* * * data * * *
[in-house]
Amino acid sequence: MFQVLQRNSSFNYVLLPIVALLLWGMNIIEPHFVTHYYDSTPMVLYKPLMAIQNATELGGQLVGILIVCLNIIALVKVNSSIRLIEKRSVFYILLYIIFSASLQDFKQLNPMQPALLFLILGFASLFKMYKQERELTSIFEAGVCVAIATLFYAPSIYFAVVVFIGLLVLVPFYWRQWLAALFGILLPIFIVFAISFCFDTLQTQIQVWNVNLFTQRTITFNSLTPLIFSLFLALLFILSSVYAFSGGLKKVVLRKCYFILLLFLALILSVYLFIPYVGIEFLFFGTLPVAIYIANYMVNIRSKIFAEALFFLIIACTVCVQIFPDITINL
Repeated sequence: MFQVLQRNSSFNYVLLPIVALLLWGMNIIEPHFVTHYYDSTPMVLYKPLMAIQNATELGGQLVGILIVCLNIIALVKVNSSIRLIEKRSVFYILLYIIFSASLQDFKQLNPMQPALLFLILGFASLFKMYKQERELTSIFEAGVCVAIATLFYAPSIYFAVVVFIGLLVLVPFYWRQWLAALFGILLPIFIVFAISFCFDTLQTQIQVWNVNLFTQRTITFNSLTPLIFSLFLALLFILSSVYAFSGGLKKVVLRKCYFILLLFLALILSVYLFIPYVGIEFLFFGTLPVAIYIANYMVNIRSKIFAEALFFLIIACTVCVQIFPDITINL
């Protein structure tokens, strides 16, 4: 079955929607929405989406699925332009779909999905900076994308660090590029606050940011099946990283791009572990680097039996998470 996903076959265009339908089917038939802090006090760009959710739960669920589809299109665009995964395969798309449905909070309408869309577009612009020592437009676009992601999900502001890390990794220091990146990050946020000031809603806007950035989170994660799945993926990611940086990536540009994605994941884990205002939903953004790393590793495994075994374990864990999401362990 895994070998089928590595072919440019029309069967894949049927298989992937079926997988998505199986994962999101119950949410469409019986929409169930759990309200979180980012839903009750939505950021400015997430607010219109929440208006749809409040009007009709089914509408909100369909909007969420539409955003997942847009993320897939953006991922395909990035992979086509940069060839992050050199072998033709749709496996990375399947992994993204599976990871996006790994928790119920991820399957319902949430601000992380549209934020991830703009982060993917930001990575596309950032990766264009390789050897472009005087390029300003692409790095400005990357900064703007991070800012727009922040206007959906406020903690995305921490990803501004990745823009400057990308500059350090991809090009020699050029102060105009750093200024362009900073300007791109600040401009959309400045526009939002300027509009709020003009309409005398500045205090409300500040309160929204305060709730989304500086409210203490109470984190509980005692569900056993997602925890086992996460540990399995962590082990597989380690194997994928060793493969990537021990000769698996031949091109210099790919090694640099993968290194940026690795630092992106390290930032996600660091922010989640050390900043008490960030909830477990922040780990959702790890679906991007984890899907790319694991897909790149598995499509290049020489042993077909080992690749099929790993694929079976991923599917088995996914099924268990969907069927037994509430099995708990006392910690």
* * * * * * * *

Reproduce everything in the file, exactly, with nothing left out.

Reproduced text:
[in-house]
Amino acid sequence: MFQVLQRNSSFNYVLLPIVALLLWGMNIIEPHFVTHYYDSTPMVLYKPLMAIQNATELGGQLVGILIVCLNIIALVKVNSSIRLIEKRSVFYILLYIIFSASLQDFKQLNPMQPALLFLILGFASLFKMYKQERELTSIFEAGVCVAIATLFYAPSIYFAVVVFIGLLVLVPFYWRQWLAALFGILLPIFIVFAISFCFDTLQTQIQVWNVNLFTQRTITFNSLTPLIFSLFLALLFILSSVYAFSGGLKKVVLRKCYFILLLFLALILSVYLFIPYVGIEFLFFGTLPVAIYIANYMVNIRSKIFAEALFFLIIACTVCVQIFPDITINL
Repeated sequence: MFQVLQRNSSFNYVLLPIVALLLWGMNIIEPHFVTHYYDSTPMVLYKPLMAIQNATELGGQLVGILIVCLNIIALVKVNSSIRLIEKRSVFYILLYIIFSASLQDFKQLNPMQPALLFLILGFASLFKMYKQERELTSIFEAGVCVAIATLFYAPSIYFAVVVFIGLLVLVPFYWRQWLAALFGILLPIFIVFAISFCFDTLQTQIQVWNVNLFTQRTITFNSLTPLIFSLFLALLFILSSVYAFSGGLKKVVLRKCYFILLLFLALILSVYLFIPYVGIEFLFFGTLPVAIYIANYMVNIRSKIFAEALFFLIIACTVCVQIFPDITINL
């Protein structure tokens, strides 16, 4: 079955929607929405989406699925332009779909999905900076994308660090590029606050940011099946990283791009572990680097039996998470 996903076959265009339908089917038939802090006090760009959710739960669920589809299109665009995964395969798309449905909070309408869309577009612009020592437009676009992601999900502001890390990794220091990146990050946020000031809603806007950035989170994660799945993926990611940086990536540009994605994941884990205002939903953004790393590793495994075994374990864990999401362990 895994070998089928590595072919440019029309069967894949049927298989992937079926997988998505199986994962999101119950949410469409019986929409169930759990309200979180980012839903009750939505950021400015997430607010219109929440208006749809409040009007009709089914509408909100369909909007969420539409955003997942847009993320897939953006991922395909990035992979086509940069060839992050050199072998033709749709496996990375399947992994993204599976990871996006790994928790119920991820399957319902949430601000992380549209934020991830703009982060993917930001990575596309950032990766264009390789050897472009005087390029300003692409790095400005990357900064703007991070800012727009922040206007959906406020903690995305921490990803501004990745823009400057990308500059350090991809090009020699050029102060105009750093200024362009900073300007791109600040401009959309400045526009939002300027509009709020003009309409005398500045205090409300500040309160929204305060709730989304500086409210203490109470984190509980005692569900056993997602925890086992996460540990399995962590082990597989380690194997994928060793493969990537021990000769698996031949091109210099790919090694640099993968290194940026690795630092992106390290930032996600660091922010989640050390900043008490960030909830477990922040780990959702790890679906991007984890899907790319694991897909790149598995499509290049020489042993077909080992690749099929790993694929079976991923599917088995996914099924268990969907069927037994509430099995708990006392910690």